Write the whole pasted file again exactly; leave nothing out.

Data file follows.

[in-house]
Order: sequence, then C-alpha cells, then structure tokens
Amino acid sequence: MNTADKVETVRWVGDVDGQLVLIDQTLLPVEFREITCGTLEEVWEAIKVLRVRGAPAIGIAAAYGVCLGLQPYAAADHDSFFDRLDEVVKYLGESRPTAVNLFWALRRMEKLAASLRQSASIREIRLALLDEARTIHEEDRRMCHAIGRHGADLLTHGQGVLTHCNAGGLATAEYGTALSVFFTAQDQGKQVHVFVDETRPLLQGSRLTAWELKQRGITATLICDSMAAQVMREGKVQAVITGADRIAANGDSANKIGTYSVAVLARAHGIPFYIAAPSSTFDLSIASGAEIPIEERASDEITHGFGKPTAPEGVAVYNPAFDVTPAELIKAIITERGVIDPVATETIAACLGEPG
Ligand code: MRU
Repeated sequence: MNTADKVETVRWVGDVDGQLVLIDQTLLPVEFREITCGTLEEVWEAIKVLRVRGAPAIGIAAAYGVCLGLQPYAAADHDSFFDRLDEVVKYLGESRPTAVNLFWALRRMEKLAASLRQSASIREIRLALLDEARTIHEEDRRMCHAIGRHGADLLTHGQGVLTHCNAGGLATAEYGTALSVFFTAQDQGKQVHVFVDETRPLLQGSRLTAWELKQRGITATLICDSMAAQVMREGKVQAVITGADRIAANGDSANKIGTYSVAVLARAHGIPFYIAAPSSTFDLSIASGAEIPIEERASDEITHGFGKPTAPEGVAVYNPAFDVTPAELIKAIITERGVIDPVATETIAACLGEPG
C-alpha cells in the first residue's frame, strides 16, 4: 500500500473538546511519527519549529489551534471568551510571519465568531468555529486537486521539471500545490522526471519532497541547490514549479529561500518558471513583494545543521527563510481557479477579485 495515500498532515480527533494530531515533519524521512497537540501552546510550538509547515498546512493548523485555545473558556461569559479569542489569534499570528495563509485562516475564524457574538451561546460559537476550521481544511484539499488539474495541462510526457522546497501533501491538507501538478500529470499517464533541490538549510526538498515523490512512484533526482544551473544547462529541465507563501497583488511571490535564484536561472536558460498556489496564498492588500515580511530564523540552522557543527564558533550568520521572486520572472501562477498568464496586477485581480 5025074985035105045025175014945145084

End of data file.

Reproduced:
[in-house]
Order: sequence, then C-alpha cells, then structure tokens
Amino acid sequence: MNTADKVETVRWVGDVDGQLVLIDQTLLPVEFREITCGTLEEVWEAIKVLRVRGAPAIGIAAAYGVCLGLQPYAAADHDSFFDRLDEVVKYLGESRPTAVNLFWALRRMEKLAASLRQSASIREIRLALLDEARTIHEEDRRMCHAIGRHGADLLTHGQGVLTHCNAGGLATAEYGTALSVFFTAQDQGKQVHVFVDETRPLLQGSRLTAWELKQRGITATLICDSMAAQVMREGKVQAVITGADRIAANGDSANKIGTYSVAVLARAHGIPFYIAAPSSTFDLSIASGAEIPIEERASDEITHGFGKPTAPEGVAVYNPAFDVTPAELIKAIITERGVIDPVATETIAACLGEPG
Ligand code: MRU
Repeated sequence: MNTADKVETVRWVGDVDGQLVLIDQTLLPVEFREITCGTLEEVWEAIKVLRVRGAPAIGIAAAYGVCLGLQPYAAADHDSFFDRLDEVVKYLGESRPTAVNLFWALRRMEKLAASLRQSASIREIRLALLDEARTIHEEDRRMCHAIGRHGADLLTHGQGVLTHCNAGGLATAEYGTALSVFFTAQDQGKQVHVFVDETRPLLQGSRLTAWELKQRGITATLICDSMAAQVMREGKVQAVITGADRIAANGDSANKIGTYSVAVLARAHGIPFYIAAPSSTFDLSIASGAEIPIEERASDEITHGFGKPTAPEGVAVYNPAFDVTPAELIKAIITERGVIDPVATETIAACLGEPG
C-alpha cells in the first residue's frame, strides 16, 4: 500500500473538546511519527519549529489551534471568551510571519465568531468555529486537486521539471500545490522526471519532497541547490514549479529561500518558471513583494545543521527563510481557479477579485 495515500498532515480527533494530531515533519524521512497537540501552546510550538509547515498546512493548523485555545473558556461569559479569542489569534499570528495563509485562516475564524457574538451561546460559537476550521481544511484539499488539474495541462510526457522546497501533501491538507501538478500529470499517464533541490538549510526538498515523490512512484533526482544551473544547462529541465507563501497583488511571490535564484536561472536558460498556489496564498492588500515580511530564523540552522557543527564558533550568520521572486520572472501562477498568464496586477485581480 5025074985035105045025175014945145084